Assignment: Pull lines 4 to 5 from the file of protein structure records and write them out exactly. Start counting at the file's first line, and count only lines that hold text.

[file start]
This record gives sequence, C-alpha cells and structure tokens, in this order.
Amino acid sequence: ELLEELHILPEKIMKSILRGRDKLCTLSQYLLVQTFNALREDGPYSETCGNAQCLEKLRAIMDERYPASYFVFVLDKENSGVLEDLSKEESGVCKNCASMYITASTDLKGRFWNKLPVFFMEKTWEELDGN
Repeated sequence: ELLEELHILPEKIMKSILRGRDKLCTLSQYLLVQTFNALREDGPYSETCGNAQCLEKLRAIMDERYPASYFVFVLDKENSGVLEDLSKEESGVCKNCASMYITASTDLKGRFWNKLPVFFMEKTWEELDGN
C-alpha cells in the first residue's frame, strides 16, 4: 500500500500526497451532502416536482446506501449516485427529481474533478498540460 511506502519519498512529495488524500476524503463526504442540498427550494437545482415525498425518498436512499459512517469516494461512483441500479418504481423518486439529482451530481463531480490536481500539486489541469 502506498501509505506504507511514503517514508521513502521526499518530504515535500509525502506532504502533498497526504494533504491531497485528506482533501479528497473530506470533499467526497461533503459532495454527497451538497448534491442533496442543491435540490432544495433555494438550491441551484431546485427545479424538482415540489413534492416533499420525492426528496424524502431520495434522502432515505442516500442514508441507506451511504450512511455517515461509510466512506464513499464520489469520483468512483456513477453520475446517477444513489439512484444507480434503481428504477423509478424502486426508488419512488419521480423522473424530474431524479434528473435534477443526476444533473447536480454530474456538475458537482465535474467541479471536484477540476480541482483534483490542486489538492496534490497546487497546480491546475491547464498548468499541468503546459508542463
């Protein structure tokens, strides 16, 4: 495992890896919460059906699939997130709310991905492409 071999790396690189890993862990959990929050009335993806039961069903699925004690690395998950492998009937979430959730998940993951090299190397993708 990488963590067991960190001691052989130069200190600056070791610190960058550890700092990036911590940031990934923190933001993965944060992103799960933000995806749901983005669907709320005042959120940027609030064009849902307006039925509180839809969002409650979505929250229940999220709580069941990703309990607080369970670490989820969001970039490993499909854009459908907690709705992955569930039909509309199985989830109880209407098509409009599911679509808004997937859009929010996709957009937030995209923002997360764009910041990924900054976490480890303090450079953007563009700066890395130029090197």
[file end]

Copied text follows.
C-alpha cells in the first residue's frame, strides 16, 4: 500500500500526497451532502416536482446506501449516485427529481474533478498540460 511506502519519498512529495488524500476524503463526504442540498427550494437545482415525498425518498436512499459512517469516494461512483441500479418504481423518486439529482451530481463531480490536481500539486489541469 502506498501509505506504507511514503517514508521513502521526499518530504515535500509525502506532504502533498497526504494533504491531497485528506482533501479528497473530506470533499467526497461533503459532495454527497451538497448534491442533496442543491435540490432544495433555494438550491441551484431546485427545479424538482415540489413534492416533499420525492426528496424524502431520495434522502432515505442516500442514508441507506451511504450512511455517515461509510466512506464513499464520489469520483468512483456513477453520475446517477444513489439512484444507480434503481428504477423509478424502486426508488419512488419521480423522473424530474431524479434528473435534477443526476444533473447536480454530474456538475458537482465535474467541479471536484477540476480541482483534483490542486489538492496534490497546487497546480491546475491547464498548468499541468503546459508542463
């Protein structure tokens, strides 16, 4: 495992890896919460059906699939997130709310991905492409 071999790396690189890993862990959990929050009335993806039961069903699925004690690395998950492998009937979430959730998940993951090299190397993708 990488963590067991960190001691052989130069200190600056070791610190960058550890700092990036911590940031990934923190933001993965944060992103799960933000995806749901983005669907709320005042959120940027609030064009849902307006039925509180839809969002409650979505929250229940999220709580069941990703309990607080369970670490989820969001970039490993499909854009459908907690709705992955569930039909509309199985989830109880209407098509409009599911679509808004997937859009929010996709957009937030995209923002997360764009910041990924900054976490480890303090450079953007563009700066890395130029090197």